The space's organisers are working with the local government to buy the building from its current owner.
The building is located in an area filled with buildings that used to house many fruit and vegetable markets. Sogemi, a company that owns many of these former markets, owns Macao, and plans to sell it and other buildings in the area. Once sold, these buildings will likely be converted into residential or other commercial property.
Macao's organisers contacted Milan's local government after learning of the potential sale. The local government subsequently took control of the proceedings, which means it, not Sogemi, controls the destiny of the buildings. The Macao organisers also have plans to buy the building with the help of Mietshäuser Syndikat, a German organisation that provides advice to self-organised house projects (squats, art spaces, etc) so they can be taken off the real estate market.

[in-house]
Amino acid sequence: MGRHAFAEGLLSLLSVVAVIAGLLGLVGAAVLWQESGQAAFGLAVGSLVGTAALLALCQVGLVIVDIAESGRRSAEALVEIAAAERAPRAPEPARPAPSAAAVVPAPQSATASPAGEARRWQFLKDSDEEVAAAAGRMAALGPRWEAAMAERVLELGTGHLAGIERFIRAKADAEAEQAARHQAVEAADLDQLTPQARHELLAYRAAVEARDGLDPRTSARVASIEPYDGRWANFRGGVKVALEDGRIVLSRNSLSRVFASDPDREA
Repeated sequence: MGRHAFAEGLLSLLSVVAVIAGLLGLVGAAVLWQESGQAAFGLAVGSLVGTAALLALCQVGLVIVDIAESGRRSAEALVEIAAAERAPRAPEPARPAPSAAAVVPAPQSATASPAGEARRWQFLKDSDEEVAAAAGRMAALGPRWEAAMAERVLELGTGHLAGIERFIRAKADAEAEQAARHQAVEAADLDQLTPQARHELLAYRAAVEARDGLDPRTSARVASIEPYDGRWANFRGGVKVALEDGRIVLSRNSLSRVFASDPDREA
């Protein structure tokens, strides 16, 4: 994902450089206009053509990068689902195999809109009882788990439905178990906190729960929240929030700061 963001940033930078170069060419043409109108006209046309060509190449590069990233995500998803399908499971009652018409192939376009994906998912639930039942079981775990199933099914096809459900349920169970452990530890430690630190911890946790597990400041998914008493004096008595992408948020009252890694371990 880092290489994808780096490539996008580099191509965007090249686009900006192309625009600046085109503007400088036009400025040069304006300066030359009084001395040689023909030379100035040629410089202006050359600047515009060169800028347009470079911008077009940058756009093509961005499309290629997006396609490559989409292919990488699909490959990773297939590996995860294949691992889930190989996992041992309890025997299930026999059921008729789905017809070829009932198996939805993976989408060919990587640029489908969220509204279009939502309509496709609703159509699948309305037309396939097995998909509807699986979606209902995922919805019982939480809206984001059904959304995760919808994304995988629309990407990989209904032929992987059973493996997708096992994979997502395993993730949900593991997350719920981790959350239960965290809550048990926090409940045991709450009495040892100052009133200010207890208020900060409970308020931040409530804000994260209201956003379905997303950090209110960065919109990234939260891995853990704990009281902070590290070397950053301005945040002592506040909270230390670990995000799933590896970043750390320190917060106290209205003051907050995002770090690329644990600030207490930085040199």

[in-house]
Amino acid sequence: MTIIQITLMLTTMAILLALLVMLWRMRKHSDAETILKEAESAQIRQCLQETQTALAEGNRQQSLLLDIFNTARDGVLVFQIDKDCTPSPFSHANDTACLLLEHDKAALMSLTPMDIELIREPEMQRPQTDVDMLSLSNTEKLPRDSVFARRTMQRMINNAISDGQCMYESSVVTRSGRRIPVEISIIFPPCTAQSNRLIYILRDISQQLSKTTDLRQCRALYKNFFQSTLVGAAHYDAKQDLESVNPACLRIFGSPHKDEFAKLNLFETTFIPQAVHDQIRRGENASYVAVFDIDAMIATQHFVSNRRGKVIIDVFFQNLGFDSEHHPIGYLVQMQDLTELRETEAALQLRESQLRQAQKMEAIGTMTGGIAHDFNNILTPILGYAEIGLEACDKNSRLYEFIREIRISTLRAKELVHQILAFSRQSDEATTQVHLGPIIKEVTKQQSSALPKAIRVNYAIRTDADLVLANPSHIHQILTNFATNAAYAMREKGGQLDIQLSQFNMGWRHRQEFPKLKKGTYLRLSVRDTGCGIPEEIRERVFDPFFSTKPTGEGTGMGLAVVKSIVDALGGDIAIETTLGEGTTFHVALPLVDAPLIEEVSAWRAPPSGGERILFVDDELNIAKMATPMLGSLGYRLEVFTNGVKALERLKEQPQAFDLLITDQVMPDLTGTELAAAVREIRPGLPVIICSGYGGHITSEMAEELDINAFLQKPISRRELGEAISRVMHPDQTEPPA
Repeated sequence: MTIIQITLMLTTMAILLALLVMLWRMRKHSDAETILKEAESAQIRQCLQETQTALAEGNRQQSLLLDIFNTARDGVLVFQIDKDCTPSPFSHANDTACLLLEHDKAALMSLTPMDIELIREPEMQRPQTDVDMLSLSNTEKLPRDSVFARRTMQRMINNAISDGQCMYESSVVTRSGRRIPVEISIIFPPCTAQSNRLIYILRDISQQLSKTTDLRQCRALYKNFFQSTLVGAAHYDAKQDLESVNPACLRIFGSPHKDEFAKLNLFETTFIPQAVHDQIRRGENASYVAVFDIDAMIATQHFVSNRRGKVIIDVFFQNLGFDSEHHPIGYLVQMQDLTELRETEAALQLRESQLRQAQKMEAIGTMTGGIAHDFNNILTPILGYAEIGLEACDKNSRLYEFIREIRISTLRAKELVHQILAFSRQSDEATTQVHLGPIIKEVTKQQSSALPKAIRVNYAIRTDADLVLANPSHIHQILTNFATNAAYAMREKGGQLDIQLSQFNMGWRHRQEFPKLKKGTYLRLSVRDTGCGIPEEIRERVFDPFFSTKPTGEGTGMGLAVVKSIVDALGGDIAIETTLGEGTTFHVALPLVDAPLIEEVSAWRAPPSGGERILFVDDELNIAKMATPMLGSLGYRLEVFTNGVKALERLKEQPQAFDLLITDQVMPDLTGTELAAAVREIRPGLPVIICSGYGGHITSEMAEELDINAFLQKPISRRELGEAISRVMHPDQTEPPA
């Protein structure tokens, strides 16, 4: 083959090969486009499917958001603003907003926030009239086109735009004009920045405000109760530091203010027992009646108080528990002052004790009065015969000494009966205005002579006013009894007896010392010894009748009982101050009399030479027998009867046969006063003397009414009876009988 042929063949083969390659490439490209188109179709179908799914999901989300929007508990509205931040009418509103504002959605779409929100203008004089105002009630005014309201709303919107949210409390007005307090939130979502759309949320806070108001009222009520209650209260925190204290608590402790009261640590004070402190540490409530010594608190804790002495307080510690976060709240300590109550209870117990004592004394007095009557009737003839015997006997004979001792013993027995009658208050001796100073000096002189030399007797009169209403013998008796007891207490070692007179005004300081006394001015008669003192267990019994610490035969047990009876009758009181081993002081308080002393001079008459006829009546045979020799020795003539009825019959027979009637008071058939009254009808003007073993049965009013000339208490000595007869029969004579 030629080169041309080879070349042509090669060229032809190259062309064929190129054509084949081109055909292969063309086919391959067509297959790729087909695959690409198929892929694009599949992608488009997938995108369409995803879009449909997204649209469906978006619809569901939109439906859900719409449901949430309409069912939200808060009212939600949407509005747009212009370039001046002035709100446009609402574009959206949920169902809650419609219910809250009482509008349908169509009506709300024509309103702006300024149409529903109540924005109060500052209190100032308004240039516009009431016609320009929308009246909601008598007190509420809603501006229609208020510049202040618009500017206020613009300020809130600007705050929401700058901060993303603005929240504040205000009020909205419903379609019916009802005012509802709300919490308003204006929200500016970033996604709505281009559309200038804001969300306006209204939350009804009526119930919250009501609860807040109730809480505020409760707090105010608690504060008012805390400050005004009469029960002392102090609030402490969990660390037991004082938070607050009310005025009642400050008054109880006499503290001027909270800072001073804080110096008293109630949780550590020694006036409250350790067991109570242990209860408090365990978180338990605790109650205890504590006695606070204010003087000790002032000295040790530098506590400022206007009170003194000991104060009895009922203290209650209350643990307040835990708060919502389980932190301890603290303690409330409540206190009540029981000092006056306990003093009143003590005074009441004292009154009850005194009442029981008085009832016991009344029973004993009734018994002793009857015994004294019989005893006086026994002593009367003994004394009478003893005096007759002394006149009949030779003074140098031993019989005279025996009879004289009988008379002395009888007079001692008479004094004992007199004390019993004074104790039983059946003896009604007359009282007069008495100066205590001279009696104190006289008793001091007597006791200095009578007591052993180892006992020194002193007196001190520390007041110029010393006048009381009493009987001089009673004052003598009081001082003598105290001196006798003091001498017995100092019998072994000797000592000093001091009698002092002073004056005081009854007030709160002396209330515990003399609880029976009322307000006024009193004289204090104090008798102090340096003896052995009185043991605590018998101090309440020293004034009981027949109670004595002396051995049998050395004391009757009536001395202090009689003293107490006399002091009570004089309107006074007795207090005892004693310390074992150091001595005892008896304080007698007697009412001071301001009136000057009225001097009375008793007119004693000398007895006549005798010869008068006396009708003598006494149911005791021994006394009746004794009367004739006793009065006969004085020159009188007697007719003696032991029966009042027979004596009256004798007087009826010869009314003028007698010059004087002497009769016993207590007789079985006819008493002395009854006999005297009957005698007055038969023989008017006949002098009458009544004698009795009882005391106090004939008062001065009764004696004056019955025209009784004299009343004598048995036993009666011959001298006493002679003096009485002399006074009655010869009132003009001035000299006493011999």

For now, Macao's upcoming schedule will go ahead as planned. A reopening party for the venue's garden is locked in for March 31st, after which there will be appearances from Trevor Jackson and Not Waving in the following weeks. Two festivals, MONDO MUZAK and Saturnalia, are also planned.
Founded in 2012, Macao was set-up to address the lack of experimental arts spaces in Milan. It's since developed a robust electronic music programme, hosting groups and artists such as Idle Hands, Lee Gamble, Lakker and Mumdance in recent months. It's also home to Saturnalia, an annual festival that booked Alessandro Adriani, Alex Coulton and Rezzett in 2016.